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"No person shall have any right of ingress or egress to, from or across limited access facilities to or from abutting lands, except at such designated points at which access may be permitted by said highway authorities upon such terms and conditions as may be specified from time to time."

It is further provided that the highway authorities of the state

" . . . may acquire private or public property and property rights for limited access facilities and service roads, including rights of access, air, view and light, by gift, devise, purchase, or condemnation . . ."

The title to the real estate acquired under the provision of the act is in fee simple instead of merely an easement, and the public may acquire an entire lot, block or tract of land if by so doing the interest of the public will be best served, even though such entire lot, block or tract is not immediately needed for the limited access facility.

The foregoing is the material part of the original proposed enactment so far as the question now under consideration is concerned. This was senate bill No. 98. The Senate records show that, when the bill came up for consideration, the question arose as to whether the authority given to acquire access rights should extend to existing highways or be limited to those to be established and constructed in the future, and by a series of amendments very definite provisions were made that the act and authority given thereunder should apply only to "new locations," and this term was defined as " . . . a new highway or new street and for the purposes of this act shall not apply to existing highways and streets." When senate bill No. 98 reached the House of Representatives, 2 was amended by adding thereto the following:

"Provided further, That whenever said highway authorities designate and establish a limited access highway and such highway connects with an existing highway, then such existing highway under no consideration shall be determined a 'new location.'"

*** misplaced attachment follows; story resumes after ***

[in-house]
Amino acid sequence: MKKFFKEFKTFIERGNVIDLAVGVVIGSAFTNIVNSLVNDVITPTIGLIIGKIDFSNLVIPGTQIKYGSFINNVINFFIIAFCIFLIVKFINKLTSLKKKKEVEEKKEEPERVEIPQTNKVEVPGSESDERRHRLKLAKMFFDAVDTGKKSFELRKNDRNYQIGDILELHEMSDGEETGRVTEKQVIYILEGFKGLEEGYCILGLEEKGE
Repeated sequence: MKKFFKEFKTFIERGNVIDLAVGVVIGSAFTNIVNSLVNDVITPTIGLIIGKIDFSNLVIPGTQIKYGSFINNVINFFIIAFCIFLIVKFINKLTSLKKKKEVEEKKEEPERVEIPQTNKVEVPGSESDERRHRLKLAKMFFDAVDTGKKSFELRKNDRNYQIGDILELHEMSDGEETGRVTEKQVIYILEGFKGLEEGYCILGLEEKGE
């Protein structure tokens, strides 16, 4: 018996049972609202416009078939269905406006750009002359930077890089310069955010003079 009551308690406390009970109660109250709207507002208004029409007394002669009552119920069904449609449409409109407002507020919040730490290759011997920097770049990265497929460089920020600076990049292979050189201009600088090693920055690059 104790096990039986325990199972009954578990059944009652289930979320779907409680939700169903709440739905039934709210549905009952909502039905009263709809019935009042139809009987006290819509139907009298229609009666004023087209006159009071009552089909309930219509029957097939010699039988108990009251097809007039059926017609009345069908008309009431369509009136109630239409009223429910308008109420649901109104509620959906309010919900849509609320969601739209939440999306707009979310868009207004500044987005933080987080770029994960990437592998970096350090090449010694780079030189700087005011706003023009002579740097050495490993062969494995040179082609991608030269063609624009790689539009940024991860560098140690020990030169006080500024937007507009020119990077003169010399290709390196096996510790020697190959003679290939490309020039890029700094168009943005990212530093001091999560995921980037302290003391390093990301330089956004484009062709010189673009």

Section 6 was amended so as to add the words "only on new locations."

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The net result of the action of both the Senate and House of Representatives was, by striking certain words from the original bill and adding other words, to limit the power to condemn rights of access to what was defined to be "new locations" and plainly to indicate that the time had not yet arrived in this state when the valuable right of access possessed by the abutting land owner on existing highways should be taken from him by condemnation proceedings, and that such a right might be so taken only when a limited access highway might at some future time be established and constructed on a new location.

We have set forth the history of the legislation and the material parts of the final enactment for the purpose of showing the legislative intent and its declaration of public policy with reference to when and under what circumstances a property owner may be deprived of his right of access and in aid of our construction of Rem. Rev. Stat., Vol. 7A, 6400-25, above quoted, upon which the director of highways relies as giving authority to acquire rights of access by condemnation in connection with the widening and construction of permanent state highway No. 1.

The substance of the argument of the director of highways is that, inasmuch as he is given authority to acquire "lands" for state highway rights of way, it follows he has the authority to acquire "all estates, rights, interests and easements in or appurtenant to said land" and that the right of access which an abutting owner has to a public highway is in the nature of an easment appurtenant to the owner's abutting property, which is property or a property right and therefore one of the component parts of land. Many authorities are cited in support of this argument, and special reliance is placed upon the cases of Burnquist v. Cook, 220 Minn. 48, 19 N. W. (2d) 394, and State ex rel. State Highway Commission v. James, 356 Mo. 1161, 205 S. W. (2d) 534.